Wednesday, August 7, 2019

Doing Something

Increasingly, I ask myself why I’m not marching on DC. Why I’m not calling my representatives and heck everyone’s representatives every day, urging them to come to their senses.

I ask myself why I’m not doing something. Why I’m not doing more.

What I do will never be enough. The current of hatred and willful ignorance is strong, and even if I dedicated every waking (and sleeping) hour for the rest of my life, I will not turn the tide.

And also, I know that my PTSD is a huge barrier. I don’t like big groups. I become overstimulated and overwhelmed easily. I am fearful of many everyday things, and often just getting up and feeding myself is the best I can do.

I do believe that we all have a role to play. And that there are different ways we can do something.

My son and daughter-in-law were visiting recently, and we talked about this. How does someone who struggles with physical or mental illness, who is busy holding down multiple jobs and raising children (to be clear that isn’t my situation), who has social anxiety or even agoraphobia, help?

My son pointed out that if all I can do is provide food to people who are in need, that may free up some of their time or energy to in turn make improvements in their lives. If I feed the activists (as Alice Waters did, knowing that while marching wasn’t her thing, she could provide a gathering place and good food), that will be one last thing they have to worry about, freeing them up to do their activism. If all I can do is stuff envelopes for twenty minutes twice a month, that still means that more people will get the mailers calling them to action, and could reach that one person who just needed one more reminder.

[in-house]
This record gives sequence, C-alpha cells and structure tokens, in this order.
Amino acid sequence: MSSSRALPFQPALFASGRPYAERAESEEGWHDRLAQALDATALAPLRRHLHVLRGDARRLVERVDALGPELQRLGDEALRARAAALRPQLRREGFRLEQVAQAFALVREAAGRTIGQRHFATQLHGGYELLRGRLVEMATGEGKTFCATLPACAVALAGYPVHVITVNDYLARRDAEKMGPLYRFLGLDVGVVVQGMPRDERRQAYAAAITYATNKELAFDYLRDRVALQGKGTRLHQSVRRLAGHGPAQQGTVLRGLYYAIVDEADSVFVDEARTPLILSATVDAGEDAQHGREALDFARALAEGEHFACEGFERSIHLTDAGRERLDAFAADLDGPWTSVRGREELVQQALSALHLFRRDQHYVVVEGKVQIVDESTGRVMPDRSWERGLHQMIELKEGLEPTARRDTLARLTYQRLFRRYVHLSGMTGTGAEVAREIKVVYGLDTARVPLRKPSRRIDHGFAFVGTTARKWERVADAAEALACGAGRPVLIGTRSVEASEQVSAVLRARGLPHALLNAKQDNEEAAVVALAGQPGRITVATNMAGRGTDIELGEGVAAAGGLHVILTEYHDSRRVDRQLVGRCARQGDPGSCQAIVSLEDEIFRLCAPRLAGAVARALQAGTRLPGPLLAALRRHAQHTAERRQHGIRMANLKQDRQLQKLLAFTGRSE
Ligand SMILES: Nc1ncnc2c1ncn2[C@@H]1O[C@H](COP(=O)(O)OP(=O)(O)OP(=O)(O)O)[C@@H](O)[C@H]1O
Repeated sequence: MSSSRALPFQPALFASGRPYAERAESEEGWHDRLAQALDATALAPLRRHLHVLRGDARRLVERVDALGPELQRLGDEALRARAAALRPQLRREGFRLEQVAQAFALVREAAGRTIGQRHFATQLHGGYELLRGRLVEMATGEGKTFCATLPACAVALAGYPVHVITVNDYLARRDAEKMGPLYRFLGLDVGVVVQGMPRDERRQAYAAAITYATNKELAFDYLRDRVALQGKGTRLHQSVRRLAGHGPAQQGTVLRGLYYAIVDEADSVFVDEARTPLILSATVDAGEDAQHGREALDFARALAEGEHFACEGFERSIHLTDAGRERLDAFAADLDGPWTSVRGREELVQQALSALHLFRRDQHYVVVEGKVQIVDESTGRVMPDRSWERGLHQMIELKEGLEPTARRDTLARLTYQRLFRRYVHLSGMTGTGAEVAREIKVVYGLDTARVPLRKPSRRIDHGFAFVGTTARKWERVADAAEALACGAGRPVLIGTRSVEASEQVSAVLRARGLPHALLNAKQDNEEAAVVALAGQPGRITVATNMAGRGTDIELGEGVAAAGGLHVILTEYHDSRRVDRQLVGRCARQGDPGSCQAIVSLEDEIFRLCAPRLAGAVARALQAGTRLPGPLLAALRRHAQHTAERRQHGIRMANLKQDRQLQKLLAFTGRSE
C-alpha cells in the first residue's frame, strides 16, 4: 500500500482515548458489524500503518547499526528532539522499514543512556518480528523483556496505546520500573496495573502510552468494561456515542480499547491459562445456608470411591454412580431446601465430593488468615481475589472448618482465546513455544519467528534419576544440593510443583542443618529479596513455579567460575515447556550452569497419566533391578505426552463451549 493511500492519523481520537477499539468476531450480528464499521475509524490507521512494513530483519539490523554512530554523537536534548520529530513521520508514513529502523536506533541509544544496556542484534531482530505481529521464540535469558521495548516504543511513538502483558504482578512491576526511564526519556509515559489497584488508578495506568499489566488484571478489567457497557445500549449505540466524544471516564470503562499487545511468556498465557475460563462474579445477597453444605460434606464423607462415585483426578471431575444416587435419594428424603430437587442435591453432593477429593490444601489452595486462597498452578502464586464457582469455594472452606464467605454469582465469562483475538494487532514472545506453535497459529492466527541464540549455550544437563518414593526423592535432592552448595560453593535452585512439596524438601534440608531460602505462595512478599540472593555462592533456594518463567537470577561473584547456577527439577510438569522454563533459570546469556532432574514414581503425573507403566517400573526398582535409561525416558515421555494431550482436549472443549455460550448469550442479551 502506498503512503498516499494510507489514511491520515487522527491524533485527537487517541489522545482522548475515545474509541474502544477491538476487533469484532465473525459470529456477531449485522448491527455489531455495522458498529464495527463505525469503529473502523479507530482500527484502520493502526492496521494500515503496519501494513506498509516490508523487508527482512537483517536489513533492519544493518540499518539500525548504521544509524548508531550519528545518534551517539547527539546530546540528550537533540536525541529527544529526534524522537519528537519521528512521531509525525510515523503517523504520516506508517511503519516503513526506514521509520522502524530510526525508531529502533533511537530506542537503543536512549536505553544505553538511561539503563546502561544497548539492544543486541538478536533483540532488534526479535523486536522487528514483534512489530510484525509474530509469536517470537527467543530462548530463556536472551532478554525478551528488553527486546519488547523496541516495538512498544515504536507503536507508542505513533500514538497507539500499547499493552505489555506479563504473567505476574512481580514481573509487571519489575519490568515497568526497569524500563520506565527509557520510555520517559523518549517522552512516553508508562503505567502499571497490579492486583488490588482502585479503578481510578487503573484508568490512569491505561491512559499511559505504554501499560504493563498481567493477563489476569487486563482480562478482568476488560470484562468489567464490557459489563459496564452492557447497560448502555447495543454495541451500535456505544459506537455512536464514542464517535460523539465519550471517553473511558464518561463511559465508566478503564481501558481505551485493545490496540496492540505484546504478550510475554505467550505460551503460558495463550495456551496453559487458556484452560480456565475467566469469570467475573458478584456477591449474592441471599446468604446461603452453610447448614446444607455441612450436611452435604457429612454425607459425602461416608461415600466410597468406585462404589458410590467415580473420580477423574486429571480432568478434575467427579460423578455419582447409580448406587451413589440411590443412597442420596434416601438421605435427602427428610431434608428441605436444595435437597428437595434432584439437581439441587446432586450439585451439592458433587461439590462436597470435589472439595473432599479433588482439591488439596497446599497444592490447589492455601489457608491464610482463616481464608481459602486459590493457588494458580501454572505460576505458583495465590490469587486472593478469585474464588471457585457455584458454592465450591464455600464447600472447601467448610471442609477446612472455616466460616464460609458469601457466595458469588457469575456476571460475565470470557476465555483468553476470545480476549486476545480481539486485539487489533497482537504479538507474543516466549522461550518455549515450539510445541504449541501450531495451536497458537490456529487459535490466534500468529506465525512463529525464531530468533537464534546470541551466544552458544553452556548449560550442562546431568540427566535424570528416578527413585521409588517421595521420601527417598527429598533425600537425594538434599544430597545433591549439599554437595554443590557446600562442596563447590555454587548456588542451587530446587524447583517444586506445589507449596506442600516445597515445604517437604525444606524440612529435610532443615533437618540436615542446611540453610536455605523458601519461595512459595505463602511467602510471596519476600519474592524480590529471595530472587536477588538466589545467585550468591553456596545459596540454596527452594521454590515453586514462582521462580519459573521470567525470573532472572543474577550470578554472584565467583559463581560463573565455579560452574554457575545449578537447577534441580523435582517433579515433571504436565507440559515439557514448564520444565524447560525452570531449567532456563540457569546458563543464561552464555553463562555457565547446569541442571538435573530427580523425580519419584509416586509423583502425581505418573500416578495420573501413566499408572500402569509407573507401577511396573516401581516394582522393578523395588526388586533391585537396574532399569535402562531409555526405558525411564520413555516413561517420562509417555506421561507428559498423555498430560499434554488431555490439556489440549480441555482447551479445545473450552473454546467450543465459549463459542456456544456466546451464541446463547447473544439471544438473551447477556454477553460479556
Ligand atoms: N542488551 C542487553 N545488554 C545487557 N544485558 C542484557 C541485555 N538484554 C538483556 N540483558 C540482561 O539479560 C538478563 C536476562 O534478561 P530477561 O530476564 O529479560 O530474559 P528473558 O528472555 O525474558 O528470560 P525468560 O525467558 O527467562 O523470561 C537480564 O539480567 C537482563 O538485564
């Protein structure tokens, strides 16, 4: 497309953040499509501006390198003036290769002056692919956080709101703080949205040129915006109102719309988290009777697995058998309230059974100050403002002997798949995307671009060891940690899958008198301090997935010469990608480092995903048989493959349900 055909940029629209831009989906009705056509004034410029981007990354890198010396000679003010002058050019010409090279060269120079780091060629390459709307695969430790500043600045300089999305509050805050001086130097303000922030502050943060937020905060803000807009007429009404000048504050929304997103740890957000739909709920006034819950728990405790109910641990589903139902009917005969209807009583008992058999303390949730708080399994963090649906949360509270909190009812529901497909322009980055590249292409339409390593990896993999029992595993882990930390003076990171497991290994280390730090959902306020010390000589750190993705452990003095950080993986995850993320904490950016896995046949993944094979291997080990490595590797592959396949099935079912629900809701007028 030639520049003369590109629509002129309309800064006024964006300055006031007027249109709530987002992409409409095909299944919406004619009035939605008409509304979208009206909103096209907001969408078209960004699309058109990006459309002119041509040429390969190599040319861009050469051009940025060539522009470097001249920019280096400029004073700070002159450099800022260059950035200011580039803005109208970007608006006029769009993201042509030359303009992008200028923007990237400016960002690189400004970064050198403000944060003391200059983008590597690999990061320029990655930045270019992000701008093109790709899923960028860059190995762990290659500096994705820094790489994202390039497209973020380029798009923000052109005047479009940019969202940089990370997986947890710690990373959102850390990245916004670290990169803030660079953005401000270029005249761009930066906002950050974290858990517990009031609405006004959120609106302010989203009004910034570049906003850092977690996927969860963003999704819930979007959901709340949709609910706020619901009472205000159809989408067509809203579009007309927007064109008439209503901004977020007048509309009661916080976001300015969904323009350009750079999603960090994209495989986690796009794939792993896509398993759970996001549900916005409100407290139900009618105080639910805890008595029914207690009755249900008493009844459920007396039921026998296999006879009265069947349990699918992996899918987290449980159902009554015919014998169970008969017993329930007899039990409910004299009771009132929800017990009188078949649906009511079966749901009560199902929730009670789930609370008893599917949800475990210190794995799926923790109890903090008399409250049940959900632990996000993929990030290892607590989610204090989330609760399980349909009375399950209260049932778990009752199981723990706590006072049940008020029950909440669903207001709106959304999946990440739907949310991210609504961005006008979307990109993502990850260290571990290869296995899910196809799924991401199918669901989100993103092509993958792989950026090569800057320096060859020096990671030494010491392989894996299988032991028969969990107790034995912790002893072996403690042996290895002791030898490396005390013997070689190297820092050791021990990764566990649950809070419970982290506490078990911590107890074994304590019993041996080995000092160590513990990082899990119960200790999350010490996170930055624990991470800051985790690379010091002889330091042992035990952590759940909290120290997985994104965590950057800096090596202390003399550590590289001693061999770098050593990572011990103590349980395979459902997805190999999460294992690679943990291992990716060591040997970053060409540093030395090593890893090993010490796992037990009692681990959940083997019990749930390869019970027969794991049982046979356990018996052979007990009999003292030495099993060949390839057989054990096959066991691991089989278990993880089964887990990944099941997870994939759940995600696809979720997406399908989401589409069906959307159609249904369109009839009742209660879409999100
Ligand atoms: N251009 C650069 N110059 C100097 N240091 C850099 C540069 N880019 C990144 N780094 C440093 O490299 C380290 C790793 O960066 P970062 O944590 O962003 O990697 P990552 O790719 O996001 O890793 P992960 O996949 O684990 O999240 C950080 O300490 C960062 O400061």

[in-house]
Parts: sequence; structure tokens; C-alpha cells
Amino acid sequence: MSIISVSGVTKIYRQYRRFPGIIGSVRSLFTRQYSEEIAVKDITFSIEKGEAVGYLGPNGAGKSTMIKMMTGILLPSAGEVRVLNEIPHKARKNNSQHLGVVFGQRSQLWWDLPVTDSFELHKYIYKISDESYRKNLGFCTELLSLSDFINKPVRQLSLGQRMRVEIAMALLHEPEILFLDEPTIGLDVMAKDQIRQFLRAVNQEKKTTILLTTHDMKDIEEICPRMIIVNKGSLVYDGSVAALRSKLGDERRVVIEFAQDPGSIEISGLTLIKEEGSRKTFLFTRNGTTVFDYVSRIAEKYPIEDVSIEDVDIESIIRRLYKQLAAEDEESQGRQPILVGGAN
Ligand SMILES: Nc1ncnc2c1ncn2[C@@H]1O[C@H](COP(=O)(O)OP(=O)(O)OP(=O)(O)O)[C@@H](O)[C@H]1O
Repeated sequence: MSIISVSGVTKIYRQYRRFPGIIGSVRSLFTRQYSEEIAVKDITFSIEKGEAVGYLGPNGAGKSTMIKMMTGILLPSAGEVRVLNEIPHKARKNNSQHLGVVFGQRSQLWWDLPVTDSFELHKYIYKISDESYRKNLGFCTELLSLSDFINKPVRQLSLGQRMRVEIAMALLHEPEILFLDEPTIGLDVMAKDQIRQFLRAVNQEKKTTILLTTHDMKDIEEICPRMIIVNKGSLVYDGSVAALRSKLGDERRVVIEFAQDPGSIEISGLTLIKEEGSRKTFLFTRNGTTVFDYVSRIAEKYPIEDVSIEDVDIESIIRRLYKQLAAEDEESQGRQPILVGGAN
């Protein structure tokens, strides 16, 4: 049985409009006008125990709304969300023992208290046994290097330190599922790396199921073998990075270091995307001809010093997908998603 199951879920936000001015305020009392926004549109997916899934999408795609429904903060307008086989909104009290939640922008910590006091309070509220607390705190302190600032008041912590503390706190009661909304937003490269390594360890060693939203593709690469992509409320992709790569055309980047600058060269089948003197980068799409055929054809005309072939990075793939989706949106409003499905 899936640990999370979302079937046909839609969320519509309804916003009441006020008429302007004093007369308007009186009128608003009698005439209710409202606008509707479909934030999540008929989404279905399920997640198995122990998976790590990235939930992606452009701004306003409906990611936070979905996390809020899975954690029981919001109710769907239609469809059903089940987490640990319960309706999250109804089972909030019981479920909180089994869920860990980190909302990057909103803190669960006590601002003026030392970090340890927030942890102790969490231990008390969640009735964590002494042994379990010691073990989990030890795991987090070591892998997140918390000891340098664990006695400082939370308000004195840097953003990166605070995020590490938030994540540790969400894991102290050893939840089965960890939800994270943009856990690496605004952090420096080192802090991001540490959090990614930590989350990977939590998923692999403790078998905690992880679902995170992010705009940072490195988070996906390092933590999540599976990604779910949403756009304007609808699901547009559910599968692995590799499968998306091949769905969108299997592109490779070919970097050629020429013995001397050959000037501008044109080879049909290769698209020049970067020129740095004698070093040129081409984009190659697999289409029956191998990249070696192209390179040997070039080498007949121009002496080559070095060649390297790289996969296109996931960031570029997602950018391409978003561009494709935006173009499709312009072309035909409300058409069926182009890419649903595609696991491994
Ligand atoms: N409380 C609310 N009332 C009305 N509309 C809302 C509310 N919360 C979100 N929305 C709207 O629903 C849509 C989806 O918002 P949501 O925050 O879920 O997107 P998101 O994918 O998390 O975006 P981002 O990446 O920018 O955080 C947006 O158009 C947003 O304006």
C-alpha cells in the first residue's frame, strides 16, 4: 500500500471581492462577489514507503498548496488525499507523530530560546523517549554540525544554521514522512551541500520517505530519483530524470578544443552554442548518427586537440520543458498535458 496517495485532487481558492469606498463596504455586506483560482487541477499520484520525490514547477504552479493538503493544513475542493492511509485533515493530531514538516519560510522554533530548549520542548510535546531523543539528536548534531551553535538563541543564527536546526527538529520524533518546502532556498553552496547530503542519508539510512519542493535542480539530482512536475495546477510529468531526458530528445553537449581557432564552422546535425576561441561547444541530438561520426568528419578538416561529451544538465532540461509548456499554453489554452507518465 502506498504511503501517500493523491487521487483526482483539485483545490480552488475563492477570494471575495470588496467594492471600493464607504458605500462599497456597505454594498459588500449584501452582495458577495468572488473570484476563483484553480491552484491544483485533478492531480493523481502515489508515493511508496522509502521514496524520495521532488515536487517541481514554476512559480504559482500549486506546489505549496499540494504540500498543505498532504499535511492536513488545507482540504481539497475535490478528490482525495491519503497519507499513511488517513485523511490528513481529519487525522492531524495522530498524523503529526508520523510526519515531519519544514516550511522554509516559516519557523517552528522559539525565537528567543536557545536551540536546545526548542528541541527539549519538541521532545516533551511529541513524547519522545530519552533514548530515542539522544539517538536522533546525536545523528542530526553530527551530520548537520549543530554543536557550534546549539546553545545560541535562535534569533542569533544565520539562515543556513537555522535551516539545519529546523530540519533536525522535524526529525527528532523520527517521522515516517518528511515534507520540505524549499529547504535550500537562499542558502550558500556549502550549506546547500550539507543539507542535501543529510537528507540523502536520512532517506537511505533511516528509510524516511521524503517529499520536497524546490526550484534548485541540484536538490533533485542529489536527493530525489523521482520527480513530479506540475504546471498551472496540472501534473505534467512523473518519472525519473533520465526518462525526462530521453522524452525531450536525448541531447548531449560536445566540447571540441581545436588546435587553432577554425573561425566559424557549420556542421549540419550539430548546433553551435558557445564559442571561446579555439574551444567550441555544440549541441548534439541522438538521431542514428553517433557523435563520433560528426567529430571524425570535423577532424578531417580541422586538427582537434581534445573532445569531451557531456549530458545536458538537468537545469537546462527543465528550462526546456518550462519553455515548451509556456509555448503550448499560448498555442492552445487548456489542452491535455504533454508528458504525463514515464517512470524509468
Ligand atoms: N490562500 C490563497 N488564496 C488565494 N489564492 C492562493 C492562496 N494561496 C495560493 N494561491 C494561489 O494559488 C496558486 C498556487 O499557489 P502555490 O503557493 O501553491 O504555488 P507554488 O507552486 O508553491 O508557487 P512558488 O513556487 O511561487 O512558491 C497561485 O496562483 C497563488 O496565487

I’ve been mulling over these thoughts and conversations. So far only mulling them over. I am busy, after all. And the world does exhaust me, after all. (That’s sarcasm – because all of us can become immobilized with the stories we tell ourselves about why we can’t.)

Tonight my neighbor saw me giving nutrients to my very sad tomato plants, and came over. He is from Mexico. When his young adult son came from Mexico to stay with him for a few months, one of the first tings he told me was the story of how his son was a U.S. citizen because he’d been born here, even though he had spent most of his childhood in Mexico.

It saddened me to wonder how many times people had been nosy or downright mean, for him to learn to lead with that.

Why should I care whether or not his son is a U.S. citizen? Why is that even my business? But no doubt Pedro (not his real name) is far too familiar with people making it their business to be in his business.

He told me that he’s been trying to sell his manufactured home here at the trailer park. (Brief lesson: RVs or trailers are made to be mobile, while manufactured homes, even though they initially came in on trailers, are meant to stay put.) He has sent half a dozen prospective buyers to the park manager, to apply to stay at the park.

(If you haven’t yet, please watch John Oliver’s episode on mobile home parks: They are odd places where yes you do own your home, but the park gets to decide who can live there, like with an apartment.)

All prospective owners were turned away. When Pedro asked the park manager, he was told that they failed their credit checks. But he would not provide any documentation to that affect. And then told Pedro to stop sending these people to him because he was busy. He felt increasingly frustrated because he communicating clearly in English is a struggle for him. I said something wishy-washy about these being tough times, and he responded clearly saying he thinks the manager doesn’t like Mexicans. At this point I was inclined to agree. And heck, everyone who doesn’t loudly advocate for diversity is suspect these days.